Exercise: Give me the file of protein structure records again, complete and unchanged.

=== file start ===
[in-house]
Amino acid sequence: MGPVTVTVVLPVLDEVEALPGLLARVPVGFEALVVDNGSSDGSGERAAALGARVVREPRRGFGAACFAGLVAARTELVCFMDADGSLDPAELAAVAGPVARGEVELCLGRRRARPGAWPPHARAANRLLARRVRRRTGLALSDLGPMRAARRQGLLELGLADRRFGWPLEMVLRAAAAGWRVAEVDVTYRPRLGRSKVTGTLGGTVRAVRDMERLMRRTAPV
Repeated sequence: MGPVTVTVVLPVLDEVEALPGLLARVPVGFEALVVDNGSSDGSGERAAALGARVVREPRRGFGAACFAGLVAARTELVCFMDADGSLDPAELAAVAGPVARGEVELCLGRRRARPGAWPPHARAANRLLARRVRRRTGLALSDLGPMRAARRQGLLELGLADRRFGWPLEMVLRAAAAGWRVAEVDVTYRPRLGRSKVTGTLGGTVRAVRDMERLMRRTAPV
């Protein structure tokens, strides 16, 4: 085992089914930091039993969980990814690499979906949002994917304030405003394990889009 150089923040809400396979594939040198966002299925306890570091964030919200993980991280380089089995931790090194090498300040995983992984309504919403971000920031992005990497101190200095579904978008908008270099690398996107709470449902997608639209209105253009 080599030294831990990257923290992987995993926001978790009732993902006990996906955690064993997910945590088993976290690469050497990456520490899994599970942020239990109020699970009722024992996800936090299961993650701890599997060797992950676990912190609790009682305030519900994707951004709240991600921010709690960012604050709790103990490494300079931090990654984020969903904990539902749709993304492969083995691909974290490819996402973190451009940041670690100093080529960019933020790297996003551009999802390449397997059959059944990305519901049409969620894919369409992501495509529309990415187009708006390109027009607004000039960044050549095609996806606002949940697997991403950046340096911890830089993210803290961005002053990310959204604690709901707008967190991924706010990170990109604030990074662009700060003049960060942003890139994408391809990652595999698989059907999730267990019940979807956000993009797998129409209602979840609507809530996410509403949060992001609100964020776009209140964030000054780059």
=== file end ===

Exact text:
[in-house]
Amino acid sequence: MGPVTVTVVLPVLDEVEALPGLLARVPVGFEALVVDNGSSDGSGERAAALGARVVREPRRGFGAACFAGLVAARTELVCFMDADGSLDPAELAAVAGPVARGEVELCLGRRRARPGAWPPHARAANRLLARRVRRRTGLALSDLGPMRAARRQGLLELGLADRRFGWPLEMVLRAAAAGWRVAEVDVTYRPRLGRSKVTGTLGGTVRAVRDMERLMRRTAPV
Repeated sequence: MGPVTVTVVLPVLDEVEALPGLLARVPVGFEALVVDNGSSDGSGERAAALGARVVREPRRGFGAACFAGLVAARTELVCFMDADGSLDPAELAAVAGPVARGEVELCLGRRRARPGAWPPHARAANRLLARRVRRRTGLALSDLGPMRAARRQGLLELGLADRRFGWPLEMVLRAAAAGWRVAEVDVTYRPRLGRSKVTGTLGGTVRAVRDMERLMRRTAPV
């Protein structure tokens, strides 16, 4: 085992089914930091039993969980990814690499979906949002994917304030405003394990889009 150089923040809400396979594939040198966002299925306890570091964030919200993980991280380089089995931790090194090498300040995983992984309504919403971000920031992005990497101190200095579904978008908008270099690398996107709470449902997608639209209105253009 080599030294831990990257923290992987995993926001978790009732993902006990996906955690064993997910945590088993976290690469050497990456520490899994599970942020239990109020699970009722024992996800936090299961993650701890599997060797992950676990912190609790009682305030519900994707951004709240991600921010709690960012604050709790103990490494300079931090990654984020969903904990539902749709993304492969083995691909974290490819996402973190451009940041670690100093080529960019933020790297996003551009999802390449397997059959059944990305519901049409969620894919369409992501495509529309990415187009708006390109027009607004000039960044050549095609996806606002949940697997991403950046340096911890830089993210803290961005002053990310959204604690709901707008967190991924706010990170990109604030990074662009700060003049960060942003890139994408391809990652595999698989059907999730267990019940979807956000993009797998129409209602979840609507809530996410509403949060992001609100964020776009209140964030000054780059």